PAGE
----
- Player1: (starts with) Q♥
- Player2: K♥
- Player3: 3♠ (no ♥)
- Player4: 2♥
Player2 wins the trick and starts the next one!
If playing LOW: Get a point for every trick under 7 total.
If playing HIGH: Get a point for every trick over 6 total if your team granded. Get 2 points for every trick over 6 total if the opposite team granded.
The game continues until one team reaches a pre-designated point total, typically 13.
- Us: Granded, got 10 tricks
- Them: got 3 tricks
- High game, "Us" makes 4 points (10 - 6)
- Us: Granded, got 5 tricks
- Them: got 8 tricks
- High game, "Them" makes 4 points (8 - 6) x 2
- Us: got 9 tricks
- Them: got 4 tricks
- Low game, "Them" makes 3 points (7 - 4)
- When granding, if you have doubts about your hand and you are the first (or even second) person to flip, you may think twice about laying a black card. You may want to go low and hope the other team grands instead.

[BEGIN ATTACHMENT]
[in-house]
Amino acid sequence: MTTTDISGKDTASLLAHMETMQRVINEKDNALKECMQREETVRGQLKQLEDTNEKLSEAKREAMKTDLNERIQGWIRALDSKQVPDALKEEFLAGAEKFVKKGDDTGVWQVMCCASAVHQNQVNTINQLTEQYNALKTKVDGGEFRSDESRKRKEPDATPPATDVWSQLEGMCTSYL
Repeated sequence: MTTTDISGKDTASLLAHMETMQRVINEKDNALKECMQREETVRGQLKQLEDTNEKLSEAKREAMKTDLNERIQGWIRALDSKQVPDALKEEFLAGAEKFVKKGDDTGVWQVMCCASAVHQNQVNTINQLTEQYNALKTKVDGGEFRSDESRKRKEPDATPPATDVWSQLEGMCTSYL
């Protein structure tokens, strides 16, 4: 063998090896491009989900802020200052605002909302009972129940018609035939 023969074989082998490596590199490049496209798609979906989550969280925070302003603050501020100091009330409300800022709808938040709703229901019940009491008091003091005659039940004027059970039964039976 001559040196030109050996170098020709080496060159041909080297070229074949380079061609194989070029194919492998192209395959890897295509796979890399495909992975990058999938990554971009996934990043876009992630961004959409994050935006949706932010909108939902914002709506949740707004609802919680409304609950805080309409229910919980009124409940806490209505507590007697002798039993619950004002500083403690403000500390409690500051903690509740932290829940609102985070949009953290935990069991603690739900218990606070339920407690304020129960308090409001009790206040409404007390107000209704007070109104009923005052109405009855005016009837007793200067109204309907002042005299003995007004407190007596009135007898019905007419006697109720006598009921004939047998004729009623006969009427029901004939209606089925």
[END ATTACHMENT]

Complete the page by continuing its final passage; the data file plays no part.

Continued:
- When you run out of a suit and have to throw off, lay down a suit that you would like your parnter to lead if they get control. This is called "inviting". Example: You have A and K of clubs. Hearts was lead (and you have no hearts). Lay down a low club to "invite" your partner to play that suit. (A meaningful glance at your partner can't hurt!)
- When playing "high", the first lead from the non-granding team may also "invite" their partner by playing the lowest card in their longest and strongest suit. Alternately, when playing "low", the first lead from the non-granding team should "invite" their partner by playing their highest card in their shortest and weakest suit.
Three-handed "Widow" Whist